Since we are close to the Holidays I thought of highlighting the books I keep using over and over, and the authors who keep inspiring me. Some books I have highlighted before, some will be new for you. I haven't had a chance to see some of the books that just came out, and I am sure someone else will write about them. I also have to limit this post somehow, so I am not able to write about many other talented people or wonderful books out there, these are by far my list. I am also limiting my selection to pastry, since that is what my true passion is and these are the books that helped me along the way.

I have met some of these authors, and I can attest that the books reflect them, they are humble, down to earth, wonderful people, all connected by their love for the art of baking. The list is in alphabetical order.

Flo Braker is a Bay Area resident, avid baker, recipe master, prolific author. I have three books by Flo, Sweet Miniatures, Baking for all Occasion, and The Simple Art of Perfect Baking. Her books are ageless, and the recipes, tested and retested, work every time. Her cakes are always wonderful, her directions easy to follow. She is one of those people you want to hug when you meet her, a beautiful soul.

David Leboviz, former pastry chef at Chez Panisse, now lives in Paris, where he teaches courses, gives tours, writes books, and leads the great life of a gourmet. I love his books Ready for Desserts, and Ripe for Desserts, and his Perfect Scoop is the ultimate inspiration when it comes to ice cream and sorbet. His recipes are bold, will kick you to attention, and I love his writing. You can find David here, his great blog. I have many recipe in my recipe book that come from him, his Chocolate Pave' is ingrained in my neurons for ever.

Rose Levy Beranbaum, is the ultimate sweet heart of the cake world, and also a prolific author, and a trove of recipes. I met her once, and she has the spirit and the laugh of a young soul, she is also hilarious. She has a blog, and many books, the Cake Bible, the Pie and Tart Bible, and the Bread Bible, which I happily own. Rose has published a more recent one, Rose's Heavenly Cakes, which I haven't had a chance of seeing, but could be as well be my next purchase. She approaches her writing the same way she started learning how to bake, down to the details, testing and re-testing, until she gets if right. If you need to know how to multiply a recipe to make a wedding cake, this is the book you want. Her recipes are also classic and work well.

Emily Luchetti, the pastry chef at Farallon, and former pastry chef of defunct Star Restaurant, is a continuous inspiration for me, lives in the Bay Area, and is the author of many books. Her dessert recipes are wonderful, easy to replicate at home, some American classic, some innovative, her book Passion for Desserts is full of them. Her taste is impeccable and I love in particular her ice cream book, Passion for Ice Cream, very classy and classic, and full of anecdotes.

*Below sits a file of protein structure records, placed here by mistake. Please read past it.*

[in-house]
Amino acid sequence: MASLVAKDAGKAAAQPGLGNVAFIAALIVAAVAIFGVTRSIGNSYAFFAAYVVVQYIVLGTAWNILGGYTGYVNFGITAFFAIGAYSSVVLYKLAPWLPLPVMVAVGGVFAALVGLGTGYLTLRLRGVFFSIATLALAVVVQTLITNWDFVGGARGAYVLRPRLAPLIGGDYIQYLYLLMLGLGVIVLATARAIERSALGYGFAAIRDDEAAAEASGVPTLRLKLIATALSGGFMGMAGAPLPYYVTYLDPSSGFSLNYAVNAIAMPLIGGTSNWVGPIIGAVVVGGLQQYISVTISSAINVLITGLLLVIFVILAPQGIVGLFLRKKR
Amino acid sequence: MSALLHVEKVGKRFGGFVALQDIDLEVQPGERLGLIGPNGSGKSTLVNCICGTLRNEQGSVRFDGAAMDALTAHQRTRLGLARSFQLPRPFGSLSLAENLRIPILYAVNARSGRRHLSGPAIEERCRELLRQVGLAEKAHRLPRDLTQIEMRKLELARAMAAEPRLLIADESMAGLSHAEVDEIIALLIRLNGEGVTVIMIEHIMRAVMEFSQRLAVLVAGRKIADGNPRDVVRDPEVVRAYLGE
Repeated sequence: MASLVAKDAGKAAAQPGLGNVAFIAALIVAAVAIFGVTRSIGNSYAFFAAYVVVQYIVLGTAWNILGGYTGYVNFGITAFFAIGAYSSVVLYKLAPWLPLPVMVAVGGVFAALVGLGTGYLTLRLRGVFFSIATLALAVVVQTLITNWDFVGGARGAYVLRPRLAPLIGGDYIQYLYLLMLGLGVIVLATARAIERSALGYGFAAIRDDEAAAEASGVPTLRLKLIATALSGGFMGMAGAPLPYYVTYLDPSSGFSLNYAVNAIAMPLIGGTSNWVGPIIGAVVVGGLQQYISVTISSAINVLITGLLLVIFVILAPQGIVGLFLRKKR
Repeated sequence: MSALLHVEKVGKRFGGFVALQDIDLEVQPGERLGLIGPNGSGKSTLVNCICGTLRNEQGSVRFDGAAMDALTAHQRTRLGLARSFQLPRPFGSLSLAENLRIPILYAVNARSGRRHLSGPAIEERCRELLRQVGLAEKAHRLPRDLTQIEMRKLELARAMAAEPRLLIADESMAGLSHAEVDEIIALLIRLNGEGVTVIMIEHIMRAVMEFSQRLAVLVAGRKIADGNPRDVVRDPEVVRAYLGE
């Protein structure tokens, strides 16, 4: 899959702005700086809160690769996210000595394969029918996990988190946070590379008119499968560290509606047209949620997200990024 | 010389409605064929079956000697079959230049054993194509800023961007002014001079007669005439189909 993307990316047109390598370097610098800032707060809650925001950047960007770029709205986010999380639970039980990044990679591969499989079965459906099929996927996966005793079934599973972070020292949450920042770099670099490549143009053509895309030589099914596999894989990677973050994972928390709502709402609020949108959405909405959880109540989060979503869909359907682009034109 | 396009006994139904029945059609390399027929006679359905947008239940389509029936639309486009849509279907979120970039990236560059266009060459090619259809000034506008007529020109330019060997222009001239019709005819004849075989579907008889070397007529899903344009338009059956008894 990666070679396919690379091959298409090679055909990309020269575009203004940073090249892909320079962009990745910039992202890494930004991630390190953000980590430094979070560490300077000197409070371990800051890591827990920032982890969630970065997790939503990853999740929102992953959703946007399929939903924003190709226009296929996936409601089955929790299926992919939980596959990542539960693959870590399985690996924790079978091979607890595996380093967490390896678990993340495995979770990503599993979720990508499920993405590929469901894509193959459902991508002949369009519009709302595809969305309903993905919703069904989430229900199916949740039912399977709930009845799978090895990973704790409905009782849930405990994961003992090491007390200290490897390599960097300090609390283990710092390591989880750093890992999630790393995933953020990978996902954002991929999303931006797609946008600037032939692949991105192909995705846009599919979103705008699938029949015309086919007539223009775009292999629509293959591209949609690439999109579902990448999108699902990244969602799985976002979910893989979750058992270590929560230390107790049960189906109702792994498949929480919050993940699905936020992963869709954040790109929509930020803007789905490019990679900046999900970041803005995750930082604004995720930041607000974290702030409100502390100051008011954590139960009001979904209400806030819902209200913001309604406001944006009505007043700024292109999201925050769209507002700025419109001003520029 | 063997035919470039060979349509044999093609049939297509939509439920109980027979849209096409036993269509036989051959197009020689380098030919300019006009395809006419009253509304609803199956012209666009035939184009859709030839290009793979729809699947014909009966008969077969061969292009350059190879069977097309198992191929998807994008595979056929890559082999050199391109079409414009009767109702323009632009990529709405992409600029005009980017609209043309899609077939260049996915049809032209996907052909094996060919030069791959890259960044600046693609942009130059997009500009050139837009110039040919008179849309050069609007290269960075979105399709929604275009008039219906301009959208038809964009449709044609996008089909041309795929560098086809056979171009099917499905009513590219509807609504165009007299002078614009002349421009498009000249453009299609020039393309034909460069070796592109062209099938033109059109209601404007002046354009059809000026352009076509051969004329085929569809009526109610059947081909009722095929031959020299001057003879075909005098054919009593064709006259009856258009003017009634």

Alice Medrich, is the ultimate Chocolate Guru, another Bay Area resident. She is responsible for changing the way Americans taste chocolate, starting in the 80's, in her Berkeley shop Cocolat. Her book Bittersweet is all you need if you want to learn how to work with chocolate. Her book Pure Desserts is very inspiring for the unusual use of ingredients in baking, like buckwheat or kamut flours. Her list of books is impressive, I could add a couple to my wish list.

Peter Reinhart, is the ultimate Bread Guru, a teacher, a prolific author, constantly inspiring regular people to get their hands dirty with yeast and flour. I was part of the Bread Baker Apprentice challenge, but had to stop because I was often late with the entries, and I started gaining weight eating the wonderful breads I was making. This book is full of information on how to start a wild yeast culture, how to make bread, how to shape it, proof it and bake it. I recently bought his latest book, Artisan Breads Every Day, which makes baking bread at home, with less than ideal time, a pinch. Peter can also be found in his blog. Did I mention that I tested some of the recipes before publishing and my name is among the list of more than 400 testers? Power to the cyber world!

Sherry Yard, is the executive pastry chef for Wolfgang Puck, and a force of nature. Her book The Secrets of Baking is a classic, organized by family of pastries, and impeccable. She classifies recipes under Master recipes and then shows all the variations, a must have, if you are just starting. Her book Dessert by the Yard, is a fun recollections of her career through recipes.

Last, but not least, are three books I love and keep going back for inspiration.

Baking with Julia, authored by the late Julia Child and written by Dorie Greenspan, is one of those books you keep discovering, with very rustic recipes, like the sticky buns, or the croissants.

Wild Sweets and Charlie Trotter's Desserts are two books I adore because of the photographs and the use of very unusual ingredients. If I were working in an innovative restaurant I would use their approach, incorporating savory ingredients into my dishes.